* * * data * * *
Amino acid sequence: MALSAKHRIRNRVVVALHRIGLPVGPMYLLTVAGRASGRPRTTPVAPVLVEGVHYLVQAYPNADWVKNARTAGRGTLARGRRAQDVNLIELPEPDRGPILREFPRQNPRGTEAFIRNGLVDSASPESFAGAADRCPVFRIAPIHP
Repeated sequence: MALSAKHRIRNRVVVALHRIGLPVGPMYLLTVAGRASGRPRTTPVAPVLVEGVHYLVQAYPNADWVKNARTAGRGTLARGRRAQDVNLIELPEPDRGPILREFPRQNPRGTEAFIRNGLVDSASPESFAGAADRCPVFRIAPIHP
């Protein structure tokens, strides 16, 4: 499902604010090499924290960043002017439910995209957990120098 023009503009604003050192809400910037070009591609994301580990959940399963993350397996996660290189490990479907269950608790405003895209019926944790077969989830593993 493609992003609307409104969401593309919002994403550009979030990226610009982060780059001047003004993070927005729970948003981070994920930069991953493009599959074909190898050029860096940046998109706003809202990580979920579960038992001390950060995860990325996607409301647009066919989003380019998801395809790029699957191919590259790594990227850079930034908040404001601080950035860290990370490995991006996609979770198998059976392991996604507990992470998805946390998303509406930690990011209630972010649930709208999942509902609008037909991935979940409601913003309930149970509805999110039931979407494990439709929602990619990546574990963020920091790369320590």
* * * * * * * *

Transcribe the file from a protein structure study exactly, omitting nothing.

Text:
Amino acid sequence: MALSAKHRIRNRVVVALHRIGLPVGPMYLLTVAGRASGRPRTTPVAPVLVEGVHYLVQAYPNADWVKNARTAGRGTLARGRRAQDVNLIELPEPDRGPILREFPRQNPRGTEAFIRNGLVDSASPESFAGAADRCPVFRIAPIHP
Repeated sequence: MALSAKHRIRNRVVVALHRIGLPVGPMYLLTVAGRASGRPRTTPVAPVLVEGVHYLVQAYPNADWVKNARTAGRGTLARGRRAQDVNLIELPEPDRGPILREFPRQNPRGTEAFIRNGLVDSASPESFAGAADRCPVFRIAPIHP
């Protein structure tokens, strides 16, 4: 499902604010090499924290960043002017439910995209957990120098 023009503009604003050192809400910037070009591609994301580990959940399963993350397996996660290189490990479907269950608790405003895209019926944790077969989830593993 493609992003609307409104969401593309919002994403550009979030990226610009982060780059001047003004993070927005729970948003981070994920930069991953493009599959074909190898050029860096940046998109706003809202990580979920579960038992001390950060995860990325996607409301647009066919989003380019998801395809790029699957191919590259790594990227850079930034908040404001601080950035860290990370490995991006996609979770198998059976392991996604507990992470998805946390998303509406930690990011209630972010649930709208999942509902609008037909991935979940409601913003309930149970509805999110039931979407494990439709929602990619990546574990963020920091790369320590």